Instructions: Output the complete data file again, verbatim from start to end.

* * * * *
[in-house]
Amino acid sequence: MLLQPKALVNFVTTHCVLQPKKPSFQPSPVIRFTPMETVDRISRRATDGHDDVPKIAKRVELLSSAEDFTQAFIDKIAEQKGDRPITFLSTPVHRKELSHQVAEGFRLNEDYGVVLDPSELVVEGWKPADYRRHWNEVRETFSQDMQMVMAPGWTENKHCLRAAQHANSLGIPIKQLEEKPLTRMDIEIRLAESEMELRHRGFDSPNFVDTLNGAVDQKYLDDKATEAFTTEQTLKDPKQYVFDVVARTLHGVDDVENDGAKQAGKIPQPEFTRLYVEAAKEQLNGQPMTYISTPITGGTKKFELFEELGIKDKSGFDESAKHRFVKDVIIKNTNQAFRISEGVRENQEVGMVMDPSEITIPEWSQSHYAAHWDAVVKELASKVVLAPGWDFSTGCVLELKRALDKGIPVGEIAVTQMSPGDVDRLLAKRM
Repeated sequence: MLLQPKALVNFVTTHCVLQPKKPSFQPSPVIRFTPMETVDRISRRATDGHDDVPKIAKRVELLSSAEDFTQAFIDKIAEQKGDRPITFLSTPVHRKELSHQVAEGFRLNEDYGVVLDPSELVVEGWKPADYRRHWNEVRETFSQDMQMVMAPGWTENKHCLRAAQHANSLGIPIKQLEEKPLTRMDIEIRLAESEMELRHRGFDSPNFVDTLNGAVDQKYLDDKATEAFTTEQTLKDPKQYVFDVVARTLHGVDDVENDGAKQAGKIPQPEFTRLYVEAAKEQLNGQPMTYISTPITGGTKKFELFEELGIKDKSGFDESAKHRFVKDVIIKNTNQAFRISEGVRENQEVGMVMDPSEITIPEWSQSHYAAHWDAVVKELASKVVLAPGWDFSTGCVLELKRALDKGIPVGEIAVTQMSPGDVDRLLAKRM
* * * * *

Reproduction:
[in-house]
Amino acid sequence: MLLQPKALVNFVTTHCVLQPKKPSFQPSPVIRFTPMETVDRISRRATDGHDDVPKIAKRVELLSSAEDFTQAFIDKIAEQKGDRPITFLSTPVHRKELSHQVAEGFRLNEDYGVVLDPSELVVEGWKPADYRRHWNEVRETFSQDMQMVMAPGWTENKHCLRAAQHANSLGIPIKQLEEKPLTRMDIEIRLAESEMELRHRGFDSPNFVDTLNGAVDQKYLDDKATEAFTTEQTLKDPKQYVFDVVARTLHGVDDVENDGAKQAGKIPQPEFTRLYVEAAKEQLNGQPMTYISTPITGGTKKFELFEELGIKDKSGFDESAKHRFVKDVIIKNTNQAFRISEGVRENQEVGMVMDPSEITIPEWSQSHYAAHWDAVVKELASKVVLAPGWDFSTGCVLELKRALDKGIPVGEIAVTQMSPGDVDRLLAKRM
Repeated sequence: MLLQPKALVNFVTTHCVLQPKKPSFQPSPVIRFTPMETVDRISRRATDGHDDVPKIAKRVELLSSAEDFTQAFIDKIAEQKGDRPITFLSTPVHRKELSHQVAEGFRLNEDYGVVLDPSELVVEGWKPADYRRHWNEVRETFSQDMQMVMAPGWTENKHCLRAAQHANSLGIPIKQLEEKPLTRMDIEIRLAESEMELRHRGFDSPNFVDTLNGAVDQKYLDDKATEAFTTEQTLKDPKQYVFDVVARTLHGVDDVENDGAKQAGKIPQPEFTRLYVEAAKEQLNGQPMTYISTPITGGTKKFELFEELGIKDKSGFDESAKHRFVKDVIIKNTNQAFRISEGVRENQEVGMVMDPSEITIPEWSQSHYAAHWDAVVKELASKVVLAPGWDFSTGCVLELKRALDKGIPVGEIAVTQMSPGDVDRLLAKRM